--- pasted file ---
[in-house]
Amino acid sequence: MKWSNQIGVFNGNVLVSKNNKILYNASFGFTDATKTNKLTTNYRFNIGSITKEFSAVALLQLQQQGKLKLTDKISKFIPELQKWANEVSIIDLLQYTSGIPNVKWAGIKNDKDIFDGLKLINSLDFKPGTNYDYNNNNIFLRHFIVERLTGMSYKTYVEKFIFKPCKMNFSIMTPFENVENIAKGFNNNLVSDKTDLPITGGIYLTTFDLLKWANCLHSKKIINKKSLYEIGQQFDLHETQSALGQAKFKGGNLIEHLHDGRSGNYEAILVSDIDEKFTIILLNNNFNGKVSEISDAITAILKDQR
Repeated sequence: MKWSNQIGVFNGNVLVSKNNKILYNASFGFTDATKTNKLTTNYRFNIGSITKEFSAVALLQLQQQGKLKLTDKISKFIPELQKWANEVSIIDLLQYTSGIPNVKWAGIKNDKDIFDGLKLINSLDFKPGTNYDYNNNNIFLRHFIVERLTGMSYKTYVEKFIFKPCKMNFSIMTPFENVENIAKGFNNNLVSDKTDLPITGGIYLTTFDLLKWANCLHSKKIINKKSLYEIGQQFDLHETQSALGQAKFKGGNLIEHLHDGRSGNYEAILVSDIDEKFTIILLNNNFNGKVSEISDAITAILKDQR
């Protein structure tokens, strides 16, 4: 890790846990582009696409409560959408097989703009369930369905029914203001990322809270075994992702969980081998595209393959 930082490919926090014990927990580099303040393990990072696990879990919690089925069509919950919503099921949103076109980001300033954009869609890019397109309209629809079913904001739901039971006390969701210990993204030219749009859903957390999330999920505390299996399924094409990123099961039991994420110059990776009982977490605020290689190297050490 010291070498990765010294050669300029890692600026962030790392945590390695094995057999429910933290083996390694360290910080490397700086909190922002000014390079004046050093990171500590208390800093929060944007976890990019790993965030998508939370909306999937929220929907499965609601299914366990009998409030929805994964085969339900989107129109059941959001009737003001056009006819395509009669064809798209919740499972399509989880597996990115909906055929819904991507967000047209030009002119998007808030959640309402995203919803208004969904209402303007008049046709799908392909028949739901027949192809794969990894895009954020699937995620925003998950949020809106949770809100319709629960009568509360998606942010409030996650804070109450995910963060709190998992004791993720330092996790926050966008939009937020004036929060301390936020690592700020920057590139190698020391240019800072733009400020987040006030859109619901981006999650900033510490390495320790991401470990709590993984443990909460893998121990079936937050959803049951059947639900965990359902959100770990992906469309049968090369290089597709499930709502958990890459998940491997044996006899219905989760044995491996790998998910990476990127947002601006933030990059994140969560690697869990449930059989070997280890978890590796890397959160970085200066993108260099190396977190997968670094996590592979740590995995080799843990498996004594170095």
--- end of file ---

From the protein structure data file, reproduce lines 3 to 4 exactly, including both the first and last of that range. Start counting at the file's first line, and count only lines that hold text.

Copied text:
Repeated sequence: MKWSNQIGVFNGNVLVSKNNKILYNASFGFTDATKTNKLTTNYRFNIGSITKEFSAVALLQLQQQGKLKLTDKISKFIPELQKWANEVSIIDLLQYTSGIPNVKWAGIKNDKDIFDGLKLINSLDFKPGTNYDYNNNNIFLRHFIVERLTGMSYKTYVEKFIFKPCKMNFSIMTPFENVENIAKGFNNNLVSDKTDLPITGGIYLTTFDLLKWANCLHSKKIINKKSLYEIGQQFDLHETQSALGQAKFKGGNLIEHLHDGRSGNYEAILVSDIDEKFTIILLNNNFNGKVSEISDAITAILKDQR
């Protein structure tokens, strides 16, 4: 890790846990582009696409409560959408097989703009369930369905029914203001990322809270075994992702969980081998595209393959 930082490919926090014990927990580099303040393990990072696990879990919690089925069509919950919503099921949103076109980001300033954009869609890019397109309209629809079913904001739901039971006390969701210990993204030219749009859903957390999330999920505390299996399924094409990123099961039991994420110059990776009982977490605020290689190297050490 010291070498990765010294050669300029890692600026962030790392945590390695094995057999429910933290083996390694360290910080490397700086909190922002000014390079004046050093990171500590208390800093929060944007976890990019790993965030998508939370909306999937929220929907499965609601299914366990009998409030929805994964085969339900989107129109059941959001009737003001056009006819395509009669064809798209919740499972399509989880597996990115909906055929819904991507967000047209030009002119998007808030959640309402995203919803208004969904209402303007008049046709799908392909028949739901027949192809794969990894895009954020699937995620925003998950949020809106949770809100319709629960009568509360998606942010409030996650804070109450995910963060709190998992004791993720330092996790926050966008939009937020004036929060301390936020690592700020920057590139190698020391240019800072733009400020987040006030859109619901981006999650900033510490390495320790991401470990709590993984443990909460893998121990079936937050959803049951059947639900965990359902959100770990992906469309049968090369290089597709499930709502958990890459998940491997044996006899219905989760044995491996790998998910990476990127947002601006933030990059994140969560690697869990449930059989070997280890978890590796890397959160970085200066993108260099190396977190997968670094996590592979740590995995080799843990498996004594170095």